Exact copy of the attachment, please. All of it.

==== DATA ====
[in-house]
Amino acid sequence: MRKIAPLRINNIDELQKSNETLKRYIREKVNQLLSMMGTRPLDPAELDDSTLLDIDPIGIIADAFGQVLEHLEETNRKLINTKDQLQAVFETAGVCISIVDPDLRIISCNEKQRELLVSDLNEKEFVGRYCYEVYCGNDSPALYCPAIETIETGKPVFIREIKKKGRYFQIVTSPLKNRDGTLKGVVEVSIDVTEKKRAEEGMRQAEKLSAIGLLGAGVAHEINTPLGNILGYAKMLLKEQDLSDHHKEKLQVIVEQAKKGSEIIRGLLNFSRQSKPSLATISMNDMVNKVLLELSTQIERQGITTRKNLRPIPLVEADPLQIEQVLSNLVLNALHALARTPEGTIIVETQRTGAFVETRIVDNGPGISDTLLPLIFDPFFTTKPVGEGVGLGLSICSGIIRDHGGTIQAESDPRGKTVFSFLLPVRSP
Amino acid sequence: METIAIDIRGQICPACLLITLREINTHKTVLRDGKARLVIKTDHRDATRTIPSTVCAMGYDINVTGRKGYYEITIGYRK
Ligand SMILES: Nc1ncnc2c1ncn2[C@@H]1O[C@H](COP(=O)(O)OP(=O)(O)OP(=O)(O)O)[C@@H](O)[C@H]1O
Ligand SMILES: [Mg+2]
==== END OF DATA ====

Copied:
[in-house]
Amino acid sequence: MRKIAPLRINNIDELQKSNETLKRYIREKVNQLLSMMGTRPLDPAELDDSTLLDIDPIGIIADAFGQVLEHLEETNRKLINTKDQLQAVFETAGVCISIVDPDLRIISCNEKQRELLVSDLNEKEFVGRYCYEVYCGNDSPALYCPAIETIETGKPVFIREIKKKGRYFQIVTSPLKNRDGTLKGVVEVSIDVTEKKRAEEGMRQAEKLSAIGLLGAGVAHEINTPLGNILGYAKMLLKEQDLSDHHKEKLQVIVEQAKKGSEIIRGLLNFSRQSKPSLATISMNDMVNKVLLELSTQIERQGITTRKNLRPIPLVEADPLQIEQVLSNLVLNALHALARTPEGTIIVETQRTGAFVETRIVDNGPGISDTLLPLIFDPFFTTKPVGEGVGLGLSICSGIIRDHGGTIQAESDPRGKTVFSFLLPVRSP
Amino acid sequence: METIAIDIRGQICPACLLITLREINTHKTVLRDGKARLVIKTDHRDATRTIPSTVCAMGYDINVTGRKGYYEITIGYRK
Ligand SMILES: Nc1ncnc2c1ncn2[C@@H]1O[C@H](COP(=O)(O)OP(=O)(O)OP(=O)(O)O)[C@@H](O)[C@H]1O
Ligand SMILES: [Mg+2]